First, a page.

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Bringing sports movies series to a close with TV favorites

I’ve written a lot in this column about sports movies this summer – maybe too much – but always about the big screen.

What about TV, though? There aren’t as many fictional narrative options on the old tube for a sports fix, but there are certainly enough to check out if you haven’t already done so. Below are five shows about sports that are worth your time and attention.


Is there a more popular TV show about sports than “Friday Night Lights?”

The five-season show started airing in 2006, two years after the film by the same name was released. The NBC product, which is streaming on Peacock right now, captures the high-stakes world of Texas high school football like nothing else.

The four-time Emmy award-winning show has two notable stars in Connie Britton and Kyle Chandler, but its entire cast is a delight to watch. There is no other sports TV show that features more actual time on the field than this one. Averaging 6 million viewers per episode over the first two seasons, this show sets the standard for fictional sports on television.


“Ted Lasso” is a relatively new show, but a darn good one.

Based on the NBC short “An American Coach in London,” it features Jason Sudeikis as a NCAA champion football coach who lands a no-experience gig as a professional soccer coach in London.

The premise is silly, and there are plenty of cheesy jokes about the contrast between American and English sports, but the strength of the show is its genuine sincerity. In a world where TV shows boost ratings and keep plots alive with trauma, sarcasm or shock value, “Ted Lasso” just relies on being sweet and relatable. Even if you don’t care much for soccer, the Apple TV Plus show is worth a watch.


I’ve never been a pro wrestling fan, but I couldn’t resist checking out the Netflix show, “Glow,” when it started airing in 2017.

With Marc Maron and Allison Brie as the headline stars, “Glow” gives hilarious insight to the wild world of women’s wrestling in the 1980s.

The showrunners are Liz Flahive and Carly Mensch, but “Glow” also gets help from writer Jenji Kohan, who was also responsible for female-led shows “Weeds” and “Orange is the New Black.” Like any sports show, the focus is mostly on the action off the mat, but there are still plenty of chair-breaking ring aerials to entertain.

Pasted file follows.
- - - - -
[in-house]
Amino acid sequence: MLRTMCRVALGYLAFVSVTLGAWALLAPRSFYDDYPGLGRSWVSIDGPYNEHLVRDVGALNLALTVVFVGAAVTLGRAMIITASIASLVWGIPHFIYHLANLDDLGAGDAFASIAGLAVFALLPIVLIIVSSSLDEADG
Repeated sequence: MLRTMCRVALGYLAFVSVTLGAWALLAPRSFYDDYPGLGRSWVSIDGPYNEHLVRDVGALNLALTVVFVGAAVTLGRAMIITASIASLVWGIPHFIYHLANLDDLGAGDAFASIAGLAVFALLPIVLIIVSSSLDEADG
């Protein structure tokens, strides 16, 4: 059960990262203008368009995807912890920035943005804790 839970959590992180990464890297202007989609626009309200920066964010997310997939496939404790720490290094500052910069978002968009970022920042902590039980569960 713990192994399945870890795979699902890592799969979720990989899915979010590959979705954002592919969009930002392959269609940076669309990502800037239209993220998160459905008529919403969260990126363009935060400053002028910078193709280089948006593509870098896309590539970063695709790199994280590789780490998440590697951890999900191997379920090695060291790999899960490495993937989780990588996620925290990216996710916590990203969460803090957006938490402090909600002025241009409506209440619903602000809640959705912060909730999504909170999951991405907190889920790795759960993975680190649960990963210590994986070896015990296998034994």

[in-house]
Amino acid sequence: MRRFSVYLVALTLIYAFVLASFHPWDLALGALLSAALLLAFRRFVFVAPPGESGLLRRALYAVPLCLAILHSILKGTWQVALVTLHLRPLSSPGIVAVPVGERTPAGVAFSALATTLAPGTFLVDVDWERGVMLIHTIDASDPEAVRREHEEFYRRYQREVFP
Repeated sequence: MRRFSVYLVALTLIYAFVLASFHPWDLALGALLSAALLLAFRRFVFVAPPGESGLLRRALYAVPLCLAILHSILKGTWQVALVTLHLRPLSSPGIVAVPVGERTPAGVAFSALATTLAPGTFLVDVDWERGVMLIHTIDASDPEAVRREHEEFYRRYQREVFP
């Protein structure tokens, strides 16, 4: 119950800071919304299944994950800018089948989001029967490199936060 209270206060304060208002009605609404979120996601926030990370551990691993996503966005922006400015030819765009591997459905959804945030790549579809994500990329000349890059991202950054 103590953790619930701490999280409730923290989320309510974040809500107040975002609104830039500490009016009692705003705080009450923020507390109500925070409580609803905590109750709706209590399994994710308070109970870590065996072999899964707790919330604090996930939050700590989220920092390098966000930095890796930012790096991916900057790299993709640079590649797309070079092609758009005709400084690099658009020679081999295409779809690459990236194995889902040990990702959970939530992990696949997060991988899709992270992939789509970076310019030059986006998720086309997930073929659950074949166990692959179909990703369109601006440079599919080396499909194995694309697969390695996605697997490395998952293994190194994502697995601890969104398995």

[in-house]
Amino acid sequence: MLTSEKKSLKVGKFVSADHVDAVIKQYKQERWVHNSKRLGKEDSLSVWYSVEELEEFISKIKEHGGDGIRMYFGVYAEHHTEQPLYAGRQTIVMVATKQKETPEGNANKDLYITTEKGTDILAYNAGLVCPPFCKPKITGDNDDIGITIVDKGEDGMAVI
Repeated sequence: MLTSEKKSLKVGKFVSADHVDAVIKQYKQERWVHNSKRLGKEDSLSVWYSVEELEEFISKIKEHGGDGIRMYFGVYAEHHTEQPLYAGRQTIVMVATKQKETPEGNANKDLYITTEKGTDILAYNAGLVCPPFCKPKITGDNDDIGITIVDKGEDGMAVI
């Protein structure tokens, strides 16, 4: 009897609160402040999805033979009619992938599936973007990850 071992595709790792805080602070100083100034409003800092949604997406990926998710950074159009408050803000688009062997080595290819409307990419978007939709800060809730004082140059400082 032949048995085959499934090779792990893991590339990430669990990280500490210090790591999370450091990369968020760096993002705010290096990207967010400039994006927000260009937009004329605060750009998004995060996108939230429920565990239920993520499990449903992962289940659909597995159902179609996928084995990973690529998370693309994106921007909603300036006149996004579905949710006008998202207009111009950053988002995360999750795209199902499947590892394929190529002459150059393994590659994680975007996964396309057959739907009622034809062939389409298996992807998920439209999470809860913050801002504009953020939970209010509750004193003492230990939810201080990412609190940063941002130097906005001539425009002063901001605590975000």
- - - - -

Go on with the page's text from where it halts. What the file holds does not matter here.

“Sports Night” is an oldie but goodie, an Aaron Sorkin gem about a “Sports Center”-esque news room with two young anchors balancing pressure from the network and the natural drama behind the scenes of a TV show.

If you weren’t a fan of Sorkin’s “The Newsroom,” I promise, this show is far better.

The show stars Josh Charles and Peter Krause as two anchors loosely based on Keith Olbermann and Dan Patrick, as well as Felicity Huffman, Robert Guillaume and Joshua Malina. First airing in 1998 on ABC and running just 45 episodes, “Sports Night” won three Emmys and is streaming on Amazon Prime Video.


I love TV shows about sports, but if I had to pick, “Eastbound and Down” is the best of all of them.

Its content is certainly not family-appropriate, but if you can stomach a few dirty words, it is laugh-out-loud funny.

In it, Danny McBride stars as a washed-up MLB pitcher in Shelby who makes a comeback to the Big Show by any means necessary. There are too many stars to list who make cameos, but Will Ferrell, Matthew McConaughey and Michael Peña are the most notable. The HBO show first aired in 2009, ran four seasons and is able to be streamed on HBO Maxx.


Thank you, dear readers, for putting up with a summer of movie and TV show reviews.

As a parent of two little ones, summer at our house is a time for playing outside until everyone is worn out and then crashing on the couch for a movie. I’ve had a blast watching old favorites and checking out new titles, and I hope you’ve done the same. This will be the last chapter of this summer sports series, but I’m already counting down until next summer.

(Send comments or questions to or follow him on Twitter @zacknally)

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